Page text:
Obtaining the 32-year-old Iguodala in the final season of an $11.1 million contract would be a bargain for a team looking for a wing this summer. The small forward market will be thin in July with 10 teams in need having cap room.

Step 6: Exercise stretch provision on Andrew Bogut
The best-case scenario would be to find a trade partner for Andrew Bogut. The 31-year-old will be going into his final year of his contract with a cap hit of $11 million. If Golden State cannot trade him, the Warriors would be allowed to stretch his contract over three seasons. Stretching Bogut’s deal means there would be $3.6 million counting against the salary cap.

Note: There is a scenario that includes the steps mentioned in which Golden State can elect to retain Andrew Bogut but renounce Festus Ezeli. The Warriors would have close to $23 million in cap space if they did so.

Step 7: Exercise stretch provision on Jason Thompson
Jason Thompson has $2.6 million in guaranteed salary and needs to be waived by June 26 before his entire $6.8 million contract is guaranteed. Waiving Thompson and stretching his $2.6 million salary over three seasons would see the Warriors incur a cap hit of $883,000.

Step 8: Withdraw the qualifying offer and renounce Harrison Barnes
Out of all the steps, this is the one that is the toughest to swallow. Since being drafted in the first round in 2012, Harrison Barnes has gotten better each year. Finding a team in a sign-and-trade scenario would not benefit Barnes financially or with the length of his contract. Renouncing him would free the Warriors of his $9.6 million cap hold. This is the biggest sacrifice Golden State would have to make.

Step 9: Renounce free-agent cap holds
Electing to renounce the cap holds on Mareesse Speights, Leandro Barbosa, Brandon Rush, James McAdoo, Ian Clark, Jermaine O’Neal and Ognen Kuzmic would free up $17 million in cap space. The players renounced could only sign for the minimum or midlevel room if Golden State elected to bring them back.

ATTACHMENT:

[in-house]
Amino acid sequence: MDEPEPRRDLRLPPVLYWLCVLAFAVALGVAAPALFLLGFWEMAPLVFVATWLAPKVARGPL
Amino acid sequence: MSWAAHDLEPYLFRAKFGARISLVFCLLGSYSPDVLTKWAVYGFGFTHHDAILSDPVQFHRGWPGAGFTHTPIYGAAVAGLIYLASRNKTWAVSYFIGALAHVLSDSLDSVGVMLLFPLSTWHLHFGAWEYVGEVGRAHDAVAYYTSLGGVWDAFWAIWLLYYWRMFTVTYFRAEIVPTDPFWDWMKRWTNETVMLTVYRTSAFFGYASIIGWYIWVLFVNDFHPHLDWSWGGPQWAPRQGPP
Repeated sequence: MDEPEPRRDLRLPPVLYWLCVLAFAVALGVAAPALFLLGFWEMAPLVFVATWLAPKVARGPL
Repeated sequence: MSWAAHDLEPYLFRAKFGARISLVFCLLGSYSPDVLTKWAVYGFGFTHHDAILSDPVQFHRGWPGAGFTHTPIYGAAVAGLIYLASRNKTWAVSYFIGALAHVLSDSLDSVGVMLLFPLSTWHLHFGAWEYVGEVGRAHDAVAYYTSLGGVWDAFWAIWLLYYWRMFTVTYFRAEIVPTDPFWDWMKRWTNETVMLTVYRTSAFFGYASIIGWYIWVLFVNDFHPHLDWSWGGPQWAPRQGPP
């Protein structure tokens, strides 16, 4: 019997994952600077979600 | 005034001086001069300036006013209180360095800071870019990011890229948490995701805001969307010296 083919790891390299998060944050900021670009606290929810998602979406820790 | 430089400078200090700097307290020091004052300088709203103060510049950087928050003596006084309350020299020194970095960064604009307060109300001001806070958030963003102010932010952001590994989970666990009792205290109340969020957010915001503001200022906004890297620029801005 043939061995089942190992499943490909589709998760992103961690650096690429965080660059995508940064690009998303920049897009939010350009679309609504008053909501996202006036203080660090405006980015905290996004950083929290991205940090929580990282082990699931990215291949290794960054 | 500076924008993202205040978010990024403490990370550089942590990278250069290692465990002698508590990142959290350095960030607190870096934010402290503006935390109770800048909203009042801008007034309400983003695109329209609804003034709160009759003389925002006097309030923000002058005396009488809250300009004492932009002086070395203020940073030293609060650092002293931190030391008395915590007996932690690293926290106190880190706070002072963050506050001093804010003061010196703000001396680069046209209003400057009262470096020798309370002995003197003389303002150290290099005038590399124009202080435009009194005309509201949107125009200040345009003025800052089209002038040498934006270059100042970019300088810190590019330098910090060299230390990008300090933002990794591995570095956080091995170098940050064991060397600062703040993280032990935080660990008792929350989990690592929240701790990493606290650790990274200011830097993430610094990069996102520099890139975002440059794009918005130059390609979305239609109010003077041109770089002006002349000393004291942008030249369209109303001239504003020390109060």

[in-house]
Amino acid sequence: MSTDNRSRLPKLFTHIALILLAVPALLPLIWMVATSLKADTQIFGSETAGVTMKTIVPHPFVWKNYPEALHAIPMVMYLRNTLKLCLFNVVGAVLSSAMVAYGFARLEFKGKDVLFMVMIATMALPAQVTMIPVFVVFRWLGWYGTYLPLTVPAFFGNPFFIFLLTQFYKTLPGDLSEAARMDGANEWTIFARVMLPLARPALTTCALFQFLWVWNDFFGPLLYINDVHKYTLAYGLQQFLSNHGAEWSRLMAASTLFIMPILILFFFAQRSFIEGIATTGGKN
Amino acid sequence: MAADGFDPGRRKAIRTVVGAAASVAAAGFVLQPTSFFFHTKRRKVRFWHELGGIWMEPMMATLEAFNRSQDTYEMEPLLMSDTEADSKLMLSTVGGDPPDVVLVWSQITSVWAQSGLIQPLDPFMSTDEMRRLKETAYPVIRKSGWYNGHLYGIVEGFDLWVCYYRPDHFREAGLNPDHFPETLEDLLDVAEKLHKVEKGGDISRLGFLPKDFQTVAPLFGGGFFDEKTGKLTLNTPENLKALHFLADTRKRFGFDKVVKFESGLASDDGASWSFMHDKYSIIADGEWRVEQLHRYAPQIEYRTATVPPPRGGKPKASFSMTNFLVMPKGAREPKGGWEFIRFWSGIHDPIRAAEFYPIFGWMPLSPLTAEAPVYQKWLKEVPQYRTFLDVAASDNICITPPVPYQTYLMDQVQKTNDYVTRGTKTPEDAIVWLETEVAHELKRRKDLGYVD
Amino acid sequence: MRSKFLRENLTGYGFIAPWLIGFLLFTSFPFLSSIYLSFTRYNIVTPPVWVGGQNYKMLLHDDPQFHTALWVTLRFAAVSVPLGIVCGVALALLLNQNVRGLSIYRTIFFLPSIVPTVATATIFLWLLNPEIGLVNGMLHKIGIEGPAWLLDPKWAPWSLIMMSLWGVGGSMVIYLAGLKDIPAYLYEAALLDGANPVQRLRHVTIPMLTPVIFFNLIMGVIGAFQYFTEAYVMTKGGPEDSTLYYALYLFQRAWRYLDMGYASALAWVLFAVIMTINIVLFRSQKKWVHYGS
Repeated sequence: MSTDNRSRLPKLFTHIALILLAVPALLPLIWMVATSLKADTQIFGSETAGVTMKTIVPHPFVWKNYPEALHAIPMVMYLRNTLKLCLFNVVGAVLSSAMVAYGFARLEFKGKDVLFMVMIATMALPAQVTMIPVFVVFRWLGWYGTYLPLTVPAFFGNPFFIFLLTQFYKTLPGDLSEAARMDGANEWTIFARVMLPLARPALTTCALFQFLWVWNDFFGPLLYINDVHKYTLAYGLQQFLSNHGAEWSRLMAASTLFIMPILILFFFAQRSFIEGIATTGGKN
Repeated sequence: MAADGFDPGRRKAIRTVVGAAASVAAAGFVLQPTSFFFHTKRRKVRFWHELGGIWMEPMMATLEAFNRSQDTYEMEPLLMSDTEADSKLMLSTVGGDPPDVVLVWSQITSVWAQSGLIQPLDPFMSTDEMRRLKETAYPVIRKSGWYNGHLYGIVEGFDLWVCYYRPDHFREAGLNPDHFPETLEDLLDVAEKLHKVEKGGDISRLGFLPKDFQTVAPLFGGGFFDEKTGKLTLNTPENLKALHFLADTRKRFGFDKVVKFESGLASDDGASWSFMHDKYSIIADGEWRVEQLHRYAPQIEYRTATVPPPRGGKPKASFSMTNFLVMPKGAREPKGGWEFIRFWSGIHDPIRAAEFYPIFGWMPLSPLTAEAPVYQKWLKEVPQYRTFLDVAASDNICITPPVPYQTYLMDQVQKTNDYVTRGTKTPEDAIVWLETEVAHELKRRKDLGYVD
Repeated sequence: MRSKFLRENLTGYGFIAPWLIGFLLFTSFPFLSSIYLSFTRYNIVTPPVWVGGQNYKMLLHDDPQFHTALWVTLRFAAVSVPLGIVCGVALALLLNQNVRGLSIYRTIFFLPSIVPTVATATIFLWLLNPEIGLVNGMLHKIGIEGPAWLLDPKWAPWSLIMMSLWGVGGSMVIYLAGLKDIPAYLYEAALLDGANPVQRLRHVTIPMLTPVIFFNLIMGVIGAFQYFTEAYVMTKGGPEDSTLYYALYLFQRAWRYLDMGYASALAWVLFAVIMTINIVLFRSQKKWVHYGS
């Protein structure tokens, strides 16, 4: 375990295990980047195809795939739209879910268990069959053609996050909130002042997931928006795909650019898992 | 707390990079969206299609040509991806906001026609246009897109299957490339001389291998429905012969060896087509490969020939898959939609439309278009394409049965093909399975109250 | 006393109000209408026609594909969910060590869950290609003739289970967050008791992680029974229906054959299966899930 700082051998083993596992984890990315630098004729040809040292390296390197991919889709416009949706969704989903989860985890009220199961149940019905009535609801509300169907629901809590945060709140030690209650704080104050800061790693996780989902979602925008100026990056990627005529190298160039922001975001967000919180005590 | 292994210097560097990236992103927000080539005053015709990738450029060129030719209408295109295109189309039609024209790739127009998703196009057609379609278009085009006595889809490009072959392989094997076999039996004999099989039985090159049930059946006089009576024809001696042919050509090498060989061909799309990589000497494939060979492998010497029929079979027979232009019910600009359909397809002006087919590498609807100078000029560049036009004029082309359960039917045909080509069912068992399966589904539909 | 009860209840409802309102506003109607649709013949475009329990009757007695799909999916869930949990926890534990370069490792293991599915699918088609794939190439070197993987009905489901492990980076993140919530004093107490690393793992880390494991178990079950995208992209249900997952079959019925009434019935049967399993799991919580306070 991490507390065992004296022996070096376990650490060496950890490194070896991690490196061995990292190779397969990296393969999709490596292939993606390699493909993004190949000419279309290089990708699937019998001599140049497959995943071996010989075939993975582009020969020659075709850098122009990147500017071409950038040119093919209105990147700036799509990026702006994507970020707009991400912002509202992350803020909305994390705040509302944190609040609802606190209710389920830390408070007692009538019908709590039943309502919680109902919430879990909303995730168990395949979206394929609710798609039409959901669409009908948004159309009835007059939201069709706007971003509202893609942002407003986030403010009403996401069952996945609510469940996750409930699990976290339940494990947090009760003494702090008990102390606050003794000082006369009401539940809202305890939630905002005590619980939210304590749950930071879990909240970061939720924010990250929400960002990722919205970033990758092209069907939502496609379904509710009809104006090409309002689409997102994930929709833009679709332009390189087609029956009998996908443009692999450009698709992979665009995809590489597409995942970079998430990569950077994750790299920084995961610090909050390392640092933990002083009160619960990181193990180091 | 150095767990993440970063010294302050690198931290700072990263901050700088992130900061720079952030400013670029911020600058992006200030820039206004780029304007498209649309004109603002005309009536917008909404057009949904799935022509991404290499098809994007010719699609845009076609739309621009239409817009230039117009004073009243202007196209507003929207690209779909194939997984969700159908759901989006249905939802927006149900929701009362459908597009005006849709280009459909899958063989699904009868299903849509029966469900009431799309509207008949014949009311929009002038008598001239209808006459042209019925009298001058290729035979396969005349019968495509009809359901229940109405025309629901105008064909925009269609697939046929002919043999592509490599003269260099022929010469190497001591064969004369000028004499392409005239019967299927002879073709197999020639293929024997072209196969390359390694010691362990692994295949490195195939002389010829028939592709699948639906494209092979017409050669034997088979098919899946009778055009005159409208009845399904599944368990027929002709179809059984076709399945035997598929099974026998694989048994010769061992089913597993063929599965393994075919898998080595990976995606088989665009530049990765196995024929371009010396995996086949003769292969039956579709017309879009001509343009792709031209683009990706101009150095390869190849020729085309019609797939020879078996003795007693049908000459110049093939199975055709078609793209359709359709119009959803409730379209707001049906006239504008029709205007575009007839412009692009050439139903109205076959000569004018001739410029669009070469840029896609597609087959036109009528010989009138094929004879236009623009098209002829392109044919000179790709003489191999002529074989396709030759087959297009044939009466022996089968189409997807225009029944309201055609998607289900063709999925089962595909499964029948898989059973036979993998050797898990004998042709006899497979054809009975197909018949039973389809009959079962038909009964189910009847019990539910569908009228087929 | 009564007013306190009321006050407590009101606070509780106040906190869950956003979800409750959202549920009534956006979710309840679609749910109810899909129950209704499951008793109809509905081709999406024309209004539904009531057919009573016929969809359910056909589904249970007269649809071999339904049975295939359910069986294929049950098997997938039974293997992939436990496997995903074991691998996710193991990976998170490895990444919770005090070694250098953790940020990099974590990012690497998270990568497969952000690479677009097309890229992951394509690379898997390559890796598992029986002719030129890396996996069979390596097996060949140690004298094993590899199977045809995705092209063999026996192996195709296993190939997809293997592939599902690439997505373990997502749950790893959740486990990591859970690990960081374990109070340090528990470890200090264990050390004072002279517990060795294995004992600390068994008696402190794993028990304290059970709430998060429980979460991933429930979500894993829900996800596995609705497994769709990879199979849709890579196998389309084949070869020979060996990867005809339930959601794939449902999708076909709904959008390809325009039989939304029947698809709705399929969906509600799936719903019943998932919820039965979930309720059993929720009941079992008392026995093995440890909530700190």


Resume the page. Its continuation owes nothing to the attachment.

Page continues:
Although the process seems complicated, ask yourself: Would you trade Harrison Barnes, Andre Iguodala and Andrew Bogut for the chance to land Kevin Durant?

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Interesting to see the scenarios above and they are viable. I still think the best way to get Durant is to sign and trade Barnes and trade him and either Iguodala or Livingston and Speights or Jason Thompson for a resigned Durant.

I think Bogut is and must be kept and so should Ezeli, who I think will get close if not max contract from some team, as he has shown he has been very good this season. Even Durant at max salary, which will be about 27 million with the new higher salary cap, is attainable via trade by sending Barnes at 16-17 million, Livingston at about 5 million that he is on and Jason Thompson at about 7 million that he is on.

I'm not well versed on the salary system, especially the cap holds as mentioned above but it is simply, as far as I can see, just the amount of salary that the team has signed on or not, whether it is over the salary cap or not and whether it is over the luxury tax line or not. I have read over the last few months in a few articles that the salary cap for next season will be between 90 - 100 million, luxury tax about ten million over whatever the salary cap ends up being. That means that either signing Durant outright or doing a sign and trade for him with the above players I mentioned is definitely possible.
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» Thu Feb 04, 2016 3:35 am
Ray Woodson says if Lacob can scorch the Earth he will